Abstract 2: Compensatory Activation of the Sympathetic Nervous System after Deletion of Angiotensin Type 1 Receptors from Vascular Smooth Muscle Cells

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Abstract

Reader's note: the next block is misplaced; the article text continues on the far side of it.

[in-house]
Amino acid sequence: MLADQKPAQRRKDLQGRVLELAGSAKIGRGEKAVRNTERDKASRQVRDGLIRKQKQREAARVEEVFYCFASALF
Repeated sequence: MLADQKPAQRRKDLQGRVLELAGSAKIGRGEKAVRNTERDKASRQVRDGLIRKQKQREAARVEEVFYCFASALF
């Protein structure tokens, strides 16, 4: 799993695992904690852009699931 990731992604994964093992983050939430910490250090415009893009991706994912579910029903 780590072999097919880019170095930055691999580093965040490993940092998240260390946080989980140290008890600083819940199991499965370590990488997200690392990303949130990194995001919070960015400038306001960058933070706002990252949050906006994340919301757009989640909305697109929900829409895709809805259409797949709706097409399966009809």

Vasoconstriction is a signature physiological action of angiotensin II (Ang II). In order to define the physiological role of direct actions of AT1 receptors (AT1 R) in VSMCs, we generated mice with cell-specific deletion of AT1A R from VSMCs using a floxed Agtr1a allele and transgenic mouse lines expressing Cre only in VSMC lineages. We first compared systemic vascular responses to acute infusions of Ang II in mice lacking AT1A R in VSMCs (SMKOs) and controls. Surprisingly, brisk vasoconstrictor responses to 1μg/kg Ang II were preserved in SMKOs with peak increases in MAP only modestly reduced to ≈75% of control levels (15±2 vs. 23±1 mmHg P<0.05). Robust systemic vasoconstriction to Ang II was observed whether elimination of AT1A Rs was carried out in utero with a constitutively expressed SM-Cre or in adult animals with a tamoxifen-inducible SM-Cre. By contrast, Ang II-dependent vasoconstriction in the renal circulation was largely abrogated in SMKOs. Moreover, despite preserved systemic vascular responses to acute Ang II in SMKOs, their baseline BP was reduced and susceptibility to Ang II-dependent hypertension was significantly attenuated. To determine whether the minor AT1BR isoform might be responsible for their residual acute vascular responses, we generated SMKOs on an AT1B-null background (SMKO 1B-/-); the absence of AT1B Rs did not affect this response (SMKO 1B-/- 16±2 vs. SMKO-1B+/+ 15±2 mmHg; ns). As an alternative explanation, we tested for a possible involvement of the sympathetic nervous system (SNS) by infusing 400μg/kg of the α-adrenergic blocker phentolamine (PT) 5 min before giving Ang II. While PT had no effect on the intensity of Ang II-dependent vasoconstriction in controls (pre-PT: 23±1 vs. post-PT: 23±3 mm Hg), it almost completely abrogated vasoconstriction in SMKOs (pre-PT: 15±2 vs. post-PT: 3±1 mm Hg; P<0.005). Thus, we find a significant capacity for activation of the SNS to maintain acute Ang II-dependent vasoconstriction when AT1R signaling in VSMCs is absent. This pathway can induce brisk vasoconstriction in the systemic but not the renal circulation. Furthermore, despite compensatory activation of the SNS, deletion of AT1Rs from VSMCs reduces baseline BP and attenuates the severity of Ang II-dependent hypertension.

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